Recent Comments

Owner-operators sound off on recorders, harassment

| April 27, 2012

At a meeting of the Commercial Vehicle Safety Alliance in Bellevue, Wash., representatives of the Federal Motor Carrier Safety Administration took two hours’ worth of testimony from trucking industry representatives relative to the agency’s published intention to issue a broad mandate for electronic onboard recorders (EOBRs) to monitor drivers’ hours. At issue, primarily, was an exploration of whether the devices could be used as tools for carriers and/or law enforcement to harass drivers.

Carrier representatives already utilizing EOBRs expressed support of the effort of a broader mandate, while owner-operators urged FMCSA to consider existing, more affordable alternatives to hours enforcement and address the root causes of hours noncompliance.

Owner-operator and 2010 Goodyear Highway Hero award winner Tilden Curl mentioned reports from fellow drivers who’ve seen real-time back-office hours manipulation firsthand. When sharing lack of hours to complete a particular haul with dispatch, sufficient hours “magically” appear in their EOBR, Curl said. “An EOBR is best suited as a management tool, rather than an enforcement tool for officers.”

He offered the example of Washington and Oregon’s weigh station cameras. Combined with software that interprets images to record truck information, the systems “provide time-stamped records of travel [and] give you valid information that is not doctored in any way,” said Curl. “It’s a system that works.”

Curl cited an hours-enforcement blitz last Fall he saw firsthand in Washington, his home state. “They nearly filled the weigh station with trucks.”

Giving inspectors around the nation the resources to use such tools would be an effective deterrent to hours scofflaws and would allow the agency to effectively bypass the privacy concerns Curl and others see in EOBRs. “Any company that wants to invest in EOBRs should be able to do so,” said Curl, but he could see little safety or compliance benefit  for a nationwide mandate “beyond what the west coast systems have done.”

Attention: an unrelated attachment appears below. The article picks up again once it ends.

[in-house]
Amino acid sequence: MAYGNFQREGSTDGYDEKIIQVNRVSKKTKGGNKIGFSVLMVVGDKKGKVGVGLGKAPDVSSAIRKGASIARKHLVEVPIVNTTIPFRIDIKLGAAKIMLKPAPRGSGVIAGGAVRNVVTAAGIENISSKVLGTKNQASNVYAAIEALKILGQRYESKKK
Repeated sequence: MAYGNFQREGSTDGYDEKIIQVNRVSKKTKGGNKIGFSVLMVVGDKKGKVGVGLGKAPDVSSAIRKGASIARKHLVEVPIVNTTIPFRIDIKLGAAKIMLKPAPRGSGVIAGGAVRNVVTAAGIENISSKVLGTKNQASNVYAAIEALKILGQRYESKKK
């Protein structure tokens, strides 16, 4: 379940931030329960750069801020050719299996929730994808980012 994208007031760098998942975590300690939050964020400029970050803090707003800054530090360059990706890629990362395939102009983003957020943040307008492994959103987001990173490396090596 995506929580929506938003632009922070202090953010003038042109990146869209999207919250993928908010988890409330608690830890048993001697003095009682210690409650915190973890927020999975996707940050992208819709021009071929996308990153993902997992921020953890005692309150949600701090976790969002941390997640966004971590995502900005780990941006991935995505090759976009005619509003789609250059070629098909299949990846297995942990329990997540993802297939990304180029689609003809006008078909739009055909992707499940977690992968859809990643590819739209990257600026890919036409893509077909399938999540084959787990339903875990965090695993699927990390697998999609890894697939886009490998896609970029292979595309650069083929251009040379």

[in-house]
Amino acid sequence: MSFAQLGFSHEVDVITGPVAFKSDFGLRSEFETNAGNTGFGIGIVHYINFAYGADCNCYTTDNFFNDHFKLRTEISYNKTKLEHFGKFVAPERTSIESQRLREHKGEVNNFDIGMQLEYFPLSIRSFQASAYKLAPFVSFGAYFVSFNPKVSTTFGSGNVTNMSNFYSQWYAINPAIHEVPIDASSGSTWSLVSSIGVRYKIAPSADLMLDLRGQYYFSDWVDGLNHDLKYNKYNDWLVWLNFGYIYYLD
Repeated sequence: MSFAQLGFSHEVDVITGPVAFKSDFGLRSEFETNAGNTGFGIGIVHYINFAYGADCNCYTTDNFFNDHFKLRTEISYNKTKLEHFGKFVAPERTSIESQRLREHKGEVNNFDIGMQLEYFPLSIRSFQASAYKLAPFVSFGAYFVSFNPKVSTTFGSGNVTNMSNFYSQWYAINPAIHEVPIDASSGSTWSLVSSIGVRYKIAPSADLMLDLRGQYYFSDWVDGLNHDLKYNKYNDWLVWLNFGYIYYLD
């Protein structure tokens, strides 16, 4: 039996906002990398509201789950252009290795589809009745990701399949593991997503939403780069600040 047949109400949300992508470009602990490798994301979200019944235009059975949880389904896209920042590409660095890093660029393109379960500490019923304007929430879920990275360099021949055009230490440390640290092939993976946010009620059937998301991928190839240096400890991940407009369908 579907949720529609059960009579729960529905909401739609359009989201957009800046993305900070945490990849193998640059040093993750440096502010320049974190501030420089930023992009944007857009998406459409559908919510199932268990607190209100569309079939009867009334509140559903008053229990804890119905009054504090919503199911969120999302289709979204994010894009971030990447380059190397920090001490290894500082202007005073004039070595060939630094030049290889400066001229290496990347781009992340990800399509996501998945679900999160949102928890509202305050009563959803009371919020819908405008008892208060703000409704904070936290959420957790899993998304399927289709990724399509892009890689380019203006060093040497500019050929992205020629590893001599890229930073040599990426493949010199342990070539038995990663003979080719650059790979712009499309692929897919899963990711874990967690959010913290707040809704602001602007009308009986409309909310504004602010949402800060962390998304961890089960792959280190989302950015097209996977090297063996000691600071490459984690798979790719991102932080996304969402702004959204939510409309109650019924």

Werner Transportation company driver Tim Dean said he has been operating  under some form of automated hours monitoring for the entirety of his 23-year, 3-million-mile-plus safe driving career. “I believe the perception [among drivers] of EOBRs is negative,” he said, “but over the years, they’ve become a bigger asset to me.” He cited the dispatch/trip-planning efficiency the devices help enable as a tool to actually mitigate “harassment during off hours.”

Dean was echoed by Schneider National representative Andrea Sequin, who testified that, following the carrier’s first full year of EOBR implementation, drivers called the EOBR a “pressure-release valve” of sorts. Pressure to run beyond endurance limits, she added, “is more likely in the paper log environment.” The carrier has also seen a 70 percent decline in fatigue-related crashes following EOBR implementation and a modest productivity and on-time service decline, Sequin reported.

Prime Safety Director Don Lacy, participating in the webcast session, concurred with Sequin, noting that the fleet continually polls its drivers about its EOBRs and the harassment issue. “With EOBRs you have total transparency,” he noted. “Drivers and operations have the same information.”

Under questioning from FMCSA, however, driver Dean noted that it was currently impossible for him to retain communication from dispatch through his Qualcomm unit for any extended period of time without retrieving it from the carrier back office. “In the future we’ll be able to print off of” the unit, he said. “Now, if I want to retain it…I have to keep it on the screen.” Dean added that, however, “I’ve never had a need to.”